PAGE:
Theranos trials —
Pharma scientist tells court Theranos’ device was “bad” at testing blood.
A scientist who worked at a Theranos partner said that her company did not “comprehensively validate” the diagnostic startup’s proprietary devices, undermining a claim that founder Elizabeth Holmes allegedly made to investors.
Victoria Sung had been tasked with evaluating Theranos’ Edison device for her employer, Celgene, which had a small contract with the startup. What she saw suggested that the device was not ready for use with patients.
Initially, Celgene and another pharmaceutical company, GlaxoSmithKline, were intrigued by the promise of Theranos’ devices. QPS, the gold-standard of diagnostic testing, needs 2 ml of blood. But Theranos promised to do it with 0.25 ml, and the company claimed it was able to get good results with whole blood, which Sung described as “very nice.” The problem was, just over 14 percent of Theranos samples failed to produce usable results compared with less than 2 percent for QPS. Was that good or bad, the prosecution asked her? “Bad,” Sung replied.
Those results, along with other data, did not constitute a comprehensive look at Theranos’ device, she said. “Did you ever validate Theranos’ technology news?” US Attorney Robert Leach asked her. “No,” she said. Still, what Sung did see told her that Theranos’ devices still needed work.
Sung emailed Holmes and other Theranos executives telling them that Celgene would wait for the next version of the Edison device. “We had decided we would rather stick with the less variability in the results,” Sung told the court. She said that was the last time she worked with Theranos.
technology news Lab director cross-examination continues
Sung was the second witness called in yesterday’s installment of the Holmes’ criminal trial, in which the startup founder is facing 10 counts of wire fraud and two counts of conspiracy to commit wire fraud. The first witness was Dr. Adam Rosendorff, who continued in his third day of testimony to the court.
In cross-examination by defense attorney Lance Wade, Rosendorff confirmed that, despite broader reservations, he had signed off on validation reports for the Edison devices for seven tests. “You would not have kept signing the validation reports for the Edison if you thought the Edison device was inherently unreliable?” Wade asked. “I would not,” Rosendorff said.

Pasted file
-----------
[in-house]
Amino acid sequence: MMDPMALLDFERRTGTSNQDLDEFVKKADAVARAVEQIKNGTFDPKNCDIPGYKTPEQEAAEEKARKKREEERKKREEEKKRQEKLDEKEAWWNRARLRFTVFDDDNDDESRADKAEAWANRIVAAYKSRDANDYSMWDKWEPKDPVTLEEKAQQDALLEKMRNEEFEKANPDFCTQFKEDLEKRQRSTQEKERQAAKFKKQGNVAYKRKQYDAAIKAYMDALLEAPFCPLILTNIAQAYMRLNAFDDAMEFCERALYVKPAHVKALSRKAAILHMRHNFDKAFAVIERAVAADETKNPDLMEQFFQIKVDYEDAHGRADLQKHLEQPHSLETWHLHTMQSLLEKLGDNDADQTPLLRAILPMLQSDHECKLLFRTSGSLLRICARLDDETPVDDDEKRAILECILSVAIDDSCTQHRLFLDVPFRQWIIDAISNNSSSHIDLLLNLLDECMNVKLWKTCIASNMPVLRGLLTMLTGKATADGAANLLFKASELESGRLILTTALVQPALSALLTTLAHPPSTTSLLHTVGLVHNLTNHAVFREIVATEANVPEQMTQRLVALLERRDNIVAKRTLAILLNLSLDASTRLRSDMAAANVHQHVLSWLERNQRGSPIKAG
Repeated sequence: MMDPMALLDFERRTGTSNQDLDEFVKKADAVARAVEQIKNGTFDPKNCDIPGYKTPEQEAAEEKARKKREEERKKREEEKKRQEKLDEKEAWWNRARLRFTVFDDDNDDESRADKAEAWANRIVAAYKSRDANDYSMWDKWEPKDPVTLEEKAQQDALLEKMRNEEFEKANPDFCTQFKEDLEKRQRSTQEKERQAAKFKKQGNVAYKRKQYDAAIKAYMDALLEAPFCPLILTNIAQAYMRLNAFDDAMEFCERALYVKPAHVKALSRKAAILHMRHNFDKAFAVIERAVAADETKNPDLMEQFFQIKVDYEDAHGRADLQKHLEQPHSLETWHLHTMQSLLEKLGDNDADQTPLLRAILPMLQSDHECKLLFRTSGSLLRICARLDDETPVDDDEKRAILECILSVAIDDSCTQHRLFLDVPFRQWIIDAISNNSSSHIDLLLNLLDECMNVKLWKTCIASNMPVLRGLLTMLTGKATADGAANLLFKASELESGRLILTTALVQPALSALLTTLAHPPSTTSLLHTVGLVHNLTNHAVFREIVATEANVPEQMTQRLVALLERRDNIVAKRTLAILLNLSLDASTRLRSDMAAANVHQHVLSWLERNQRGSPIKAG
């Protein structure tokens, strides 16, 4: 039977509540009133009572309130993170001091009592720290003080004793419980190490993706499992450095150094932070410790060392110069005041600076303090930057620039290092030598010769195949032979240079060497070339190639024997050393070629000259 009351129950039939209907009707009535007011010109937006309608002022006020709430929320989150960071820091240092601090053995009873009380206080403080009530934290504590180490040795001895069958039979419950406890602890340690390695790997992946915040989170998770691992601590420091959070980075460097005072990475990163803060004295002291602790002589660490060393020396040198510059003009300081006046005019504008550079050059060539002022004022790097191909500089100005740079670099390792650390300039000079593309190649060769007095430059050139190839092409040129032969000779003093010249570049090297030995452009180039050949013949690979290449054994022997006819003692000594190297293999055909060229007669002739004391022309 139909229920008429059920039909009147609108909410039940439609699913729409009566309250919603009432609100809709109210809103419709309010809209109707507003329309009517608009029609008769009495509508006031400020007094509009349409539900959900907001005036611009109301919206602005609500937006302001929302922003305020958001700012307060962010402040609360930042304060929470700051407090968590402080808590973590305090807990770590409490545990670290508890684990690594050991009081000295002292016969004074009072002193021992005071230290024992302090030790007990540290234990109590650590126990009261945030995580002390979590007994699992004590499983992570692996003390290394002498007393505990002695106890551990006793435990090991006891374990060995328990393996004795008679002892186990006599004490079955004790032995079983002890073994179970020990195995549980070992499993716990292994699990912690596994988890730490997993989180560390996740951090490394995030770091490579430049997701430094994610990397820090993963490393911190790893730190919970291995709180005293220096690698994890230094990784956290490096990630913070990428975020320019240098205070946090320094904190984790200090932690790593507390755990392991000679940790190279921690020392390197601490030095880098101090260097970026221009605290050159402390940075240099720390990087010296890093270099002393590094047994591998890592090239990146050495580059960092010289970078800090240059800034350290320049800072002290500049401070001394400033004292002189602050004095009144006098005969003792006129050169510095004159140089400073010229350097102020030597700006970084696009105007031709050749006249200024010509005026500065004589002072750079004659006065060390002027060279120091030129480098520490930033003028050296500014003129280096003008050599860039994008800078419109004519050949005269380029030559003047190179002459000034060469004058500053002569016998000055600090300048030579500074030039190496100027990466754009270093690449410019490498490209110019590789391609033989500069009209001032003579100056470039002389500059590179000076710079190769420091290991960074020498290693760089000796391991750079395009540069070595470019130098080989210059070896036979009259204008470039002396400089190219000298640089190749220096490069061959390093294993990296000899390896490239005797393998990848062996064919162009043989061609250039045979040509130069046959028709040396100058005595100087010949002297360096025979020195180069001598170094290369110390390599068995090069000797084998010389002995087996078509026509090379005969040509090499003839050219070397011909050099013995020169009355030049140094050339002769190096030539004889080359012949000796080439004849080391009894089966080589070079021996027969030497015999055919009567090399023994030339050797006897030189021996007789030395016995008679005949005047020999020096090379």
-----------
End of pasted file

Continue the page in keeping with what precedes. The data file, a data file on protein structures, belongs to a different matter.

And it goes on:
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Rosendorff also said that Holmes and Balwani were upset when an inspection revealed “minor deficiencies” in a Theranos lab. Before that inspection, Holmes had instructed employees to set a path for auditors to “avoid areas that cannot be accessed.” Balwani had told employees working in the lab containing the Edison devices to not enter or exit while inspectors were on site. Rosendorff said he didn’t recall seeing some emails on the chain and that he wouldn’t have actively concealed the lab from inspectors. He did confirm for Wade that in a typical lab inspection, employees don’t volunteer information to inspectors but instead wait to be asked questions.
In anticipation of another inspection, a Theranos employee told Holmes that they covered bulletin boards “from the lobby to HR” with paper “so the inspector could not view any of the drawings or items on the boards.” Wade asked Rosendorff if that was to protect trade secrets, and Rosendorff in turn asked him who would pin trade secrets to a bulletin board.
Some emails also reveal that Rosendorff wasn’t always quick to air his concerns. On November 11, 2013, Rosendorff emailed Balwani with problems that needed addressing in advance of the important Walgreens launch in Arizona. Balwani replied, “As we know, we take these issues with seriousness. Why didn’t you raise these before to me when I was asking for any issues for months?” Rosendorff wrote back, “My apologies for the late feedback regarding our readiness …”
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The ensuing exchange led to Rosendorff bickering with Wade about salaries, a back and forth that apparently led to chuckles in the courtroom. Rosendorff said that he was concerned with the results of quality-control tests. Wade countered, “That’s why you get paid the big bucks.” Rosendorff apparently wasn’t amused: “Not as big bucks as you get paid.” Cue laughter.
Rosendorff was paid $240,000 while at Theranos, and The Wall Street Journal notes that partners at Wade’s law firm, Williams & Connolly LLP, made an average of about $1.5 million last year. Rosendorff mused in court that his salary, while comparable with other lab directors in the San Francisco Bay Area, wasn’t enough given the headaches he dealt with at work and subsequent legal expenses. “I think I should have been paid much, much more,” he said. Judge Edward Davila struck that comment from the record.
Out of court, CNBC has obtained a series of notes written by Holmes to herself during her time running Theranos. Many are related to running a startup, and others show her close study of Steve Jobs, her self-proclaimed idol. But one stands out for its apparent reference to Bernie Madoff, the financier whose Ponzi scheme allowed him to steal billions from investors. Holmes wrote: “Really smart people picked off mado Not you.”
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